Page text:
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Carol Bradley Bursack, Published June 19 2011

Bursack: Celebrate Father’s Day in your own special way

Dear Readers: Though my dad has been physically gone from my life for a number of years, he stays with me in spirit.

In a strange way, perhaps, it’s easier to celebrate the idea of Father’s Day now that he’s gone than it was during his last years of his life.

Dad had suffered a brain injury during World War II, and some of that damage was catching up with him as he aged. A surgery that was intended to prevent dementia backfired, and he was instantly thrown into a skewed version of reality.

For 10 years, Dad was still Dad – yet he wasn’t. On holidays, Mom, my sister Beth and I made sure he had extra visits at the nursing home, gifts, flowers and special treats. Our brother did what he could from afar. However, Dad was often asleep or disoriented to the point that he had no real idea what we were celebrating.

We were more fortunate as a family than many people because Dad knew who we were. Many people caring for loved ones with Alzheimer’s aren’t even recognized by their ill parent. So, yes, that was a blessing. Yet the reason for any special day was generally foggy to Dad, as it often is to those with other advanced dementias.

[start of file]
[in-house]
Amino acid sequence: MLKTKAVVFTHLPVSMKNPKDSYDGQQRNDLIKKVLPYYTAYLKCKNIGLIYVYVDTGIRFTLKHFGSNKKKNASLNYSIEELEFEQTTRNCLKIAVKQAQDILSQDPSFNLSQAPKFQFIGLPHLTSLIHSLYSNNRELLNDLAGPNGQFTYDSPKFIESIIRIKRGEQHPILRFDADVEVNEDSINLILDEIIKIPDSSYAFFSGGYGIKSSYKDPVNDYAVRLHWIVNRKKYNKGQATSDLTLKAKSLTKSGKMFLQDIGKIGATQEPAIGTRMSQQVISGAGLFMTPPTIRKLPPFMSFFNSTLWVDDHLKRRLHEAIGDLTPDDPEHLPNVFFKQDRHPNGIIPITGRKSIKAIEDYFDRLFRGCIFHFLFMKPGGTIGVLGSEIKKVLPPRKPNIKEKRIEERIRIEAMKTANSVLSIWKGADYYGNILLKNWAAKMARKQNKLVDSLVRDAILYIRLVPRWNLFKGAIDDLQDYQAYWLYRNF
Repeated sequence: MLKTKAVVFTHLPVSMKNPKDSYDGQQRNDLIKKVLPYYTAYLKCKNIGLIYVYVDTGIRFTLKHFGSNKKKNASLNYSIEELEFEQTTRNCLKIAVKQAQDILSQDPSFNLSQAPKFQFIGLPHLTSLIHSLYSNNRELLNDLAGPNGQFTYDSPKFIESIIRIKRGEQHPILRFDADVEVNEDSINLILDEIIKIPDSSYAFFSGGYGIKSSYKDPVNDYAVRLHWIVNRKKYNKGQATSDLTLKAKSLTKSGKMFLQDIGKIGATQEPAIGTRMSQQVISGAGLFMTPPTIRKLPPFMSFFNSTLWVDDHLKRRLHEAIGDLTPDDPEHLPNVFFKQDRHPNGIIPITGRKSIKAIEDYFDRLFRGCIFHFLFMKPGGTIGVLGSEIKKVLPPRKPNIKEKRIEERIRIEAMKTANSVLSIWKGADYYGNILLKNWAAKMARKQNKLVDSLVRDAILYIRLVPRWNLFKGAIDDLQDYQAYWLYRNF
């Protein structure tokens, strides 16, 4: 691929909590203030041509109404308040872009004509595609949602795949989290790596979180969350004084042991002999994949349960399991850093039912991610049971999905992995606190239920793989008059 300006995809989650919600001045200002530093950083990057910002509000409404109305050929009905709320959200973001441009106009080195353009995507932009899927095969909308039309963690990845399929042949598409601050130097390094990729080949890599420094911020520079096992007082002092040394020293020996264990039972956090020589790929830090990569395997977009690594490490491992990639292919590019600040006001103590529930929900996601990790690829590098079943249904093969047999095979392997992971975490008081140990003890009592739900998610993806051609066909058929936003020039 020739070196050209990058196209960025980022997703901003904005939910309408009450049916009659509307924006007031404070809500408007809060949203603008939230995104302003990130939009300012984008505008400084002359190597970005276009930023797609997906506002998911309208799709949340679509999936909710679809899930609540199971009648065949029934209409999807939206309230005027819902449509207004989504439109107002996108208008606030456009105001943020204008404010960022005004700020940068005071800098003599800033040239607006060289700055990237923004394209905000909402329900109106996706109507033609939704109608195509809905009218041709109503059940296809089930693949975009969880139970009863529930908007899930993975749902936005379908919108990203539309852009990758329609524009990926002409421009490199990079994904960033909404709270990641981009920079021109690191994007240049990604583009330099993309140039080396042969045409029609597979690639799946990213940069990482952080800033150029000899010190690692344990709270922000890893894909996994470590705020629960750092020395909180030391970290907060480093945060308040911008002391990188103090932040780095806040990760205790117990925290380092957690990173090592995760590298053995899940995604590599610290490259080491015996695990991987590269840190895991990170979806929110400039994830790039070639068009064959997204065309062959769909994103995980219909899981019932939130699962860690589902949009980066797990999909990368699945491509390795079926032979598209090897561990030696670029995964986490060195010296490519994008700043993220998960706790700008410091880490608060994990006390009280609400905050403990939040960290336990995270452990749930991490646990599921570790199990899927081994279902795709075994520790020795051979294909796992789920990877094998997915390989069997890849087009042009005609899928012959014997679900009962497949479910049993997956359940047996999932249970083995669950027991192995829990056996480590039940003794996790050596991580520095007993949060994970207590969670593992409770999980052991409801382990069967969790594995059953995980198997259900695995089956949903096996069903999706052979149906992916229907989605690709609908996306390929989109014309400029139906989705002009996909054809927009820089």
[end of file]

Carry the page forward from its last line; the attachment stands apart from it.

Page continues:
So why do we celebrate when the person being honored doesn’t understand what is going on, especially since “going through the motions” can be emotionally difficult for the family?

My feeling is that we celebrate the person, no matter what he or she seems to understand. We celebrated our love for Dad and his love for us.

Families celebrate what was, to be sure. But we also celebrate what is, simply because a person with dementia, no matter how advanced, is still a person worthy of our best efforts.

Never would it have occurred to anyone in my family to not celebrate Father’s Day because Dad had been robbed of his ability to take it all in. Dad was Dad, the most loving father anyone could desire. If his post-surgery reality was not our reality, it was still up to us to honor him. On a good day, he may understand some of the significance of the holiday. If not, our small efforts were still worthwhile.

Today I celebrate Dad in my heart because to me he’s more whole now, though with us in a different way, than during that decade of dementia. So I celebrate you, Dad, as I always will – with love, respect and gratitude in my heart.

Happy Father’s Day.


Carol Bradley Bursack is the author of a support book on caregiving and runs a website supporting caregivers at www.mindingourelders.com. She can be reached at carol@mindingourelders.com.